• Take a closer look at success stories: Donations to UK universities doubled from 2012 to 2012, according to this article. Some of the success factors the report lists include “the importance of creating cultures for successful philanthropy across institutional leadership, including among academic leaders; and creating fundraising propositions that both capture the ambitions of the institution and are expressed as compelling invitations for investment in institutional success”. Among the recommendations contained in the report are to provide more structured training for people working in advancement.


  • Keep things personal: In a world increasingly defined by personalisation of products and services, fundraising also needs to shift to personalised outreach. “Fundraisers have increasingly understood this and have taken great strides to make sure that their teams are equipped with the right information needed to make all their donor communications personal and meaningful,” says this Gravyty article. This requires a greater focus on high-quality and up-to-date data on donors, and staff who are able to extract, analyse, and implement what can be learned from the data.


  • Keep them coming back: Donor retention strategies are a must-have, especially when research shows that just 20% of first-time US donors are likely to become repeat donors, while those who have donated more than once are 60% more likely to become consistent long-term donors. “Existing donors are already familiar with your organisation and have been attracted to your message in the past,” Gravyty writes. A trend to watch out for is AI software that is increasingly helping advancement teams monitor donor behaviours and patterns, and adjust and react quickly.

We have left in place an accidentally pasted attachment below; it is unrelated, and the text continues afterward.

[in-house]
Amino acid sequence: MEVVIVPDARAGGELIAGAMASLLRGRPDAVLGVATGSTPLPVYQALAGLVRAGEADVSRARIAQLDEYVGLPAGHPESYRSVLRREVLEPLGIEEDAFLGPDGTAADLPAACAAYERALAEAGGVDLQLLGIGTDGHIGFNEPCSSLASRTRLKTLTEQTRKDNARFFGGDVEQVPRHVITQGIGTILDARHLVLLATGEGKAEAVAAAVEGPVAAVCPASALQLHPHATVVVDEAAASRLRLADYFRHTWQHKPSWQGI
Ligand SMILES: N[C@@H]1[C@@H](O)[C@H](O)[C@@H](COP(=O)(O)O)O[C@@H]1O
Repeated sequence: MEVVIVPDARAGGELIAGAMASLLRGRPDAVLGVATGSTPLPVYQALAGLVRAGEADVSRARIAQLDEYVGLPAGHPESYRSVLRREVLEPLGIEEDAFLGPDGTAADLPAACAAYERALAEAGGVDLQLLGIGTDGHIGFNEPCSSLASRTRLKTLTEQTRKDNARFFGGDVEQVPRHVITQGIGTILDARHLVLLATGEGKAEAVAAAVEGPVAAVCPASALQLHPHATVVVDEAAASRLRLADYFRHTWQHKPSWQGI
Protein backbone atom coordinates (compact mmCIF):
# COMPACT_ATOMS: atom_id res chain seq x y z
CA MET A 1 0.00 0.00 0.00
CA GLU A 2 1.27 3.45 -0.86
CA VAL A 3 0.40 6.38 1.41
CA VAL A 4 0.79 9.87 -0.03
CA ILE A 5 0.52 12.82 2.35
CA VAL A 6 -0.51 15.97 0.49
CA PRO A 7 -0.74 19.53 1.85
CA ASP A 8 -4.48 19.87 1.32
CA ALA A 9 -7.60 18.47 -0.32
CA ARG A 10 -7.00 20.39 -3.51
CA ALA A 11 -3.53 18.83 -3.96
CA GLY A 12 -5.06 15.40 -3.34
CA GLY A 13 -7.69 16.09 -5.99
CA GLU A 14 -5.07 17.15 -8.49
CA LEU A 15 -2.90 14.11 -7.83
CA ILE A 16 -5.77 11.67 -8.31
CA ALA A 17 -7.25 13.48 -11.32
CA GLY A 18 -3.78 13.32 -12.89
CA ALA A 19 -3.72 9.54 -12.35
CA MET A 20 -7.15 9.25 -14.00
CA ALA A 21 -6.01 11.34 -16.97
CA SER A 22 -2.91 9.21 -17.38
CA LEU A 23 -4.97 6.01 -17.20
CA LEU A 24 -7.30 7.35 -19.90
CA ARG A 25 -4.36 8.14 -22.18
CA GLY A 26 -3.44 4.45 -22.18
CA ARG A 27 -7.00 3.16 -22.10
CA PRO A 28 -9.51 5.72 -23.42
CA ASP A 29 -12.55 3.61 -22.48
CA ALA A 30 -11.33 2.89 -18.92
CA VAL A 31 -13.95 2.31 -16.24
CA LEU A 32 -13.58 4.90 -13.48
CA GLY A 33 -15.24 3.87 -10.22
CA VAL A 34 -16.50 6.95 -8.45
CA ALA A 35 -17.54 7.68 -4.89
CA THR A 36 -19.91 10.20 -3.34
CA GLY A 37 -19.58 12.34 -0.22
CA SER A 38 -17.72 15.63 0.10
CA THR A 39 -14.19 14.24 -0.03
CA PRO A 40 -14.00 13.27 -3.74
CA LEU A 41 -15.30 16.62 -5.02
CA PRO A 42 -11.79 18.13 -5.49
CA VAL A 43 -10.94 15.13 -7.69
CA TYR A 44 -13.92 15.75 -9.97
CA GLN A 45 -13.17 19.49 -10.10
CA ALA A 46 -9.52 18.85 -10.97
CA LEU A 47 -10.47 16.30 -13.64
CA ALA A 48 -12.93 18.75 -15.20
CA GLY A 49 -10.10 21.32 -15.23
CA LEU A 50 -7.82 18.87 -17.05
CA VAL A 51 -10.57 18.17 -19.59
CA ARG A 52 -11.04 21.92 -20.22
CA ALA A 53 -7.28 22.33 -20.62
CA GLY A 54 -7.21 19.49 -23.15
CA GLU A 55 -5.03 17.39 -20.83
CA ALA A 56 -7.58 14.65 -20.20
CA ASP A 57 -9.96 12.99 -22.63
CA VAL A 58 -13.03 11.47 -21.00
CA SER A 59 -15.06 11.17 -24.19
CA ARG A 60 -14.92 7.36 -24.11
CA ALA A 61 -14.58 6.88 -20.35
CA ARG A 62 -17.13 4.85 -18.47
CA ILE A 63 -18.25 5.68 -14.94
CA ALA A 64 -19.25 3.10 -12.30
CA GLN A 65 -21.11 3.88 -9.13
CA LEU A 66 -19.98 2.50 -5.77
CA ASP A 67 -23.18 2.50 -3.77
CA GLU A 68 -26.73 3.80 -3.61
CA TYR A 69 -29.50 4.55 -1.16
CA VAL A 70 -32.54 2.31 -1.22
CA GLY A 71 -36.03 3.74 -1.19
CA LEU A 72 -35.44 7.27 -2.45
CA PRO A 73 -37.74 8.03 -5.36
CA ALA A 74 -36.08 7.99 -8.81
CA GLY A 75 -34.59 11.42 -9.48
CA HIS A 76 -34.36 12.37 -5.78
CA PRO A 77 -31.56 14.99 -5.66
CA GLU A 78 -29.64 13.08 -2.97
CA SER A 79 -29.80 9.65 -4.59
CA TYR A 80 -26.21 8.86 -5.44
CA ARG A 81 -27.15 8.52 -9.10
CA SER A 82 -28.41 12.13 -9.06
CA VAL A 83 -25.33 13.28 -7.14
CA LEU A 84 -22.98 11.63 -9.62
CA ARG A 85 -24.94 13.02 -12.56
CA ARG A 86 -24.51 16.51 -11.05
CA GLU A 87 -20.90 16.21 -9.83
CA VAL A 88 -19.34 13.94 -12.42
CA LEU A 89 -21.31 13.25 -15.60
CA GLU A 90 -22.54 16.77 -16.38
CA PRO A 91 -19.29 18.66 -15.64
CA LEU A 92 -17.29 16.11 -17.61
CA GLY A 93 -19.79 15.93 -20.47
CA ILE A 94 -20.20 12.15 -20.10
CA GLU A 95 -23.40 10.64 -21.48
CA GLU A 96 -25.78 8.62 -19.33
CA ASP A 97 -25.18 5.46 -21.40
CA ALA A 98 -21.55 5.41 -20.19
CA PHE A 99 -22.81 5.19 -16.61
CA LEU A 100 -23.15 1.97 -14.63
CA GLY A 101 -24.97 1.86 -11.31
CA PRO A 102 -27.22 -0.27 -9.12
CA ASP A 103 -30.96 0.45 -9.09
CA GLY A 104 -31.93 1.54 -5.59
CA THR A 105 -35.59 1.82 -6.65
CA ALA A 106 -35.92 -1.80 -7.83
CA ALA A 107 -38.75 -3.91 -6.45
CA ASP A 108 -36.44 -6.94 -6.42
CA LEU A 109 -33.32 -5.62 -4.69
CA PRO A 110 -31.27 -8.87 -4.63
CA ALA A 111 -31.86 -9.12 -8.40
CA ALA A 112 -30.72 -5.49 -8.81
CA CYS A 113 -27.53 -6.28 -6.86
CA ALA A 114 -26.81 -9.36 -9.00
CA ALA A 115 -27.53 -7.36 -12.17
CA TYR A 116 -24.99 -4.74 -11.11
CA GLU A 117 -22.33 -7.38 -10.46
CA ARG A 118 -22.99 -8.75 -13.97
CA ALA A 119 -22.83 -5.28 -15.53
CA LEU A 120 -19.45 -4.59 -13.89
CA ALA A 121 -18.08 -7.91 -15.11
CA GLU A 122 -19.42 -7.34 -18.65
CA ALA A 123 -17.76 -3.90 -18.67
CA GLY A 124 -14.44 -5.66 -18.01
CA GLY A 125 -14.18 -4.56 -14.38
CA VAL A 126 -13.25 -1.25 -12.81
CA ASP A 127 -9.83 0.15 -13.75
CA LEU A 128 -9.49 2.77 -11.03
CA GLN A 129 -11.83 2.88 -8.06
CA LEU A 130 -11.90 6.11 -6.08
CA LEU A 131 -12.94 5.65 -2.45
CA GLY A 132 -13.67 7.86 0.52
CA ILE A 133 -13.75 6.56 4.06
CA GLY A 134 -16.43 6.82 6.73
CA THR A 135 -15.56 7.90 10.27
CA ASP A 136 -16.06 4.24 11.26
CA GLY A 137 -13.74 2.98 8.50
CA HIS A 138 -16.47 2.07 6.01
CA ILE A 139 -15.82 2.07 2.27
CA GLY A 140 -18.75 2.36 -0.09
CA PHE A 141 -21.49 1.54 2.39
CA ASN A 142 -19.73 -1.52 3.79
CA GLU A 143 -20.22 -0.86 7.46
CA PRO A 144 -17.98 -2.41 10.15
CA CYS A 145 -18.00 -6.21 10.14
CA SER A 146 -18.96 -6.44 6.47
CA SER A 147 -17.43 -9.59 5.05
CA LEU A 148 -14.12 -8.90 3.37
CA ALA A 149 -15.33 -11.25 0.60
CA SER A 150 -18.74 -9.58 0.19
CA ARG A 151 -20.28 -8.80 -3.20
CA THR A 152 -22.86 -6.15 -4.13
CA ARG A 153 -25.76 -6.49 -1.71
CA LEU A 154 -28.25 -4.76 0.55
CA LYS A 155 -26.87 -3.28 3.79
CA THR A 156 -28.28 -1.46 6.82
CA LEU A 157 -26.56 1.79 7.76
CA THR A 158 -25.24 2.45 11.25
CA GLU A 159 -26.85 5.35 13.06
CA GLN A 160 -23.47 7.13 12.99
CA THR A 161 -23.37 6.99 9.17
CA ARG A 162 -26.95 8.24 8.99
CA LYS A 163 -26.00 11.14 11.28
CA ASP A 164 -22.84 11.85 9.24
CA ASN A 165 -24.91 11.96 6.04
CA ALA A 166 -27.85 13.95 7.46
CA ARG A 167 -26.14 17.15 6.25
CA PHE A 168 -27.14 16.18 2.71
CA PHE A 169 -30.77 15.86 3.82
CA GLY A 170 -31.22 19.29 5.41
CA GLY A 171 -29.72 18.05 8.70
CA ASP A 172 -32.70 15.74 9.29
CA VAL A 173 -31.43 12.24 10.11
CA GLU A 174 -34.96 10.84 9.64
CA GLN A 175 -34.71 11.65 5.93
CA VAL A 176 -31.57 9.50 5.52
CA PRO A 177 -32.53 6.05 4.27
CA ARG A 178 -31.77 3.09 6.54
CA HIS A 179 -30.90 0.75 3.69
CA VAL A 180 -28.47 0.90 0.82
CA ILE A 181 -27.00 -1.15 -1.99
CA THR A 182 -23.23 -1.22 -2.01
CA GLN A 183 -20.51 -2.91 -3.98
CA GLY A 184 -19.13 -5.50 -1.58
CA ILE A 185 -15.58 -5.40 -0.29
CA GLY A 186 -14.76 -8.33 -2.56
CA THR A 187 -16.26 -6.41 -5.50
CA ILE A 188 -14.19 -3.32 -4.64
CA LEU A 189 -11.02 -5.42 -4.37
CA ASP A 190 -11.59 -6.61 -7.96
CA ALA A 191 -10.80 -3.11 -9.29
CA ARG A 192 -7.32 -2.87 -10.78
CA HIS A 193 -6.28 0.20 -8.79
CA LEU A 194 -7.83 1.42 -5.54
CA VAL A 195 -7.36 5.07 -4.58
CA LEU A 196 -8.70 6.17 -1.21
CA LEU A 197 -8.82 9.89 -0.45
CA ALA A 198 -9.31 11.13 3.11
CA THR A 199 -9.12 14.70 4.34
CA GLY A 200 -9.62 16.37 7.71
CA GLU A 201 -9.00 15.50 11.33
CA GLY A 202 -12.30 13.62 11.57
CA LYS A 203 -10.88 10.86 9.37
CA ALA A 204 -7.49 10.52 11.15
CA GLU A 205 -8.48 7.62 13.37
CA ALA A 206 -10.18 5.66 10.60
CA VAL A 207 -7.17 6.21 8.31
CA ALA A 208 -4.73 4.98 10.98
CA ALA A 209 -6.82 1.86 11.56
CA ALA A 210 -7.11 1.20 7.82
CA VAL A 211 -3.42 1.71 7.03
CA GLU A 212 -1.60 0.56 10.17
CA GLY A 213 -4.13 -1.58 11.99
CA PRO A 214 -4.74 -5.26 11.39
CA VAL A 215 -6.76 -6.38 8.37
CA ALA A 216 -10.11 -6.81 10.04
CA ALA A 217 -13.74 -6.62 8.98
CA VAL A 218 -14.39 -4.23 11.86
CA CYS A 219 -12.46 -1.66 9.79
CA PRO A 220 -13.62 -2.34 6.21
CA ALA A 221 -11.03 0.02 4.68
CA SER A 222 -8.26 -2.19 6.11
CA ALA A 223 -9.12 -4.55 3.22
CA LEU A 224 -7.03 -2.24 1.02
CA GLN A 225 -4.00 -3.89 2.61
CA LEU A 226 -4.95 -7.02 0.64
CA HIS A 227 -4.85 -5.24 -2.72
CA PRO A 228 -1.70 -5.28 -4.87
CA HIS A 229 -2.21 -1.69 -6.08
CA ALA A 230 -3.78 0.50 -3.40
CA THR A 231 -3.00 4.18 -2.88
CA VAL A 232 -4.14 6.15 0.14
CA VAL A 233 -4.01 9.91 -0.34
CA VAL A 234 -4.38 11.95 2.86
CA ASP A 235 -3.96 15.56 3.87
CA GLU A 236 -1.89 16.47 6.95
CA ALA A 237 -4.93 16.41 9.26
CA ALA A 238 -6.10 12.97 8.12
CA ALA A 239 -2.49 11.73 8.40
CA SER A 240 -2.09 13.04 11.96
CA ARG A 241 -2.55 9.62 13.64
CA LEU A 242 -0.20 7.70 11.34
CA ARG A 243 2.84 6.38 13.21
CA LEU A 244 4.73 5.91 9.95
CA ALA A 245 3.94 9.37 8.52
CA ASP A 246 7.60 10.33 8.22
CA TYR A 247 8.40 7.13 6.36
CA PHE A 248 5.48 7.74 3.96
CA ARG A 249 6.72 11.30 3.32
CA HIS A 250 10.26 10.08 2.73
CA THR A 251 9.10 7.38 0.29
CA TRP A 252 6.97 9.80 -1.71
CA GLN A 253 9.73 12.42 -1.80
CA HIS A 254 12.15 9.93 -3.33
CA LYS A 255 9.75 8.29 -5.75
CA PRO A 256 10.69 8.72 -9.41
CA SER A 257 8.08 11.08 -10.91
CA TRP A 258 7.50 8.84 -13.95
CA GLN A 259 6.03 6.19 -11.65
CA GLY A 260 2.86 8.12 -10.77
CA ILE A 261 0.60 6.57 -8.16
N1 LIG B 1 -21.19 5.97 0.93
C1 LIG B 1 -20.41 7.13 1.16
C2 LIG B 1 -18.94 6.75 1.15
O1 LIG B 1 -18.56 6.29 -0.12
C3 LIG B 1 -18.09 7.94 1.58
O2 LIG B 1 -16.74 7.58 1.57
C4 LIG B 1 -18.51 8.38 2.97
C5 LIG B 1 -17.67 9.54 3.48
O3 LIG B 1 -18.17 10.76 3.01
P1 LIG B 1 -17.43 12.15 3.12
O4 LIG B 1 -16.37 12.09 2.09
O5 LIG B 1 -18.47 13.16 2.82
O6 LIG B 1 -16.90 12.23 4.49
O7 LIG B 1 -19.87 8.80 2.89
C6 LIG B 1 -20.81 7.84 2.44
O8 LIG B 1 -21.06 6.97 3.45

• Cash is no longer king: Smart payment solutions have been a buzzword for years. This DonorBox article says that, by 2026, 60% of the world’s population will use digital wallets. If you’re not already accepting Yoco, Snapscan, Zapper and similar payment methods at your events, it’s beyond time to plan for it.


  • Explain your spend: Donor feedback in overseas studies show that one of the biggest frustrations experienced by donors is lack of feedback. “When donors give to your higher education institution, they want to know who or what they’re supporting. By showing donors the real impact of their gifts, you emphasise the fact that their donations make a tangible difference,” says this RedPath article.

28 Sep, 2023

“We are getting to the point where if a machine doesn’t understand your language, it will be like it never existed,” Prof Vukosi Marivate, Associate Professor of Computer Science at the University of Pretoria and a panellist at the MACE 2023 Directors’ Symposium, said in an earlier call to action.

Topics related to artificial intelligence (AI) and its effects on everyday lives – including how we communicate, especially in the wake of the explosive popularisation of ChatGPT less than a year ago – have been the most buzzed-about debates of this year, even more so among those of us for whom communication is a large part of our daily work.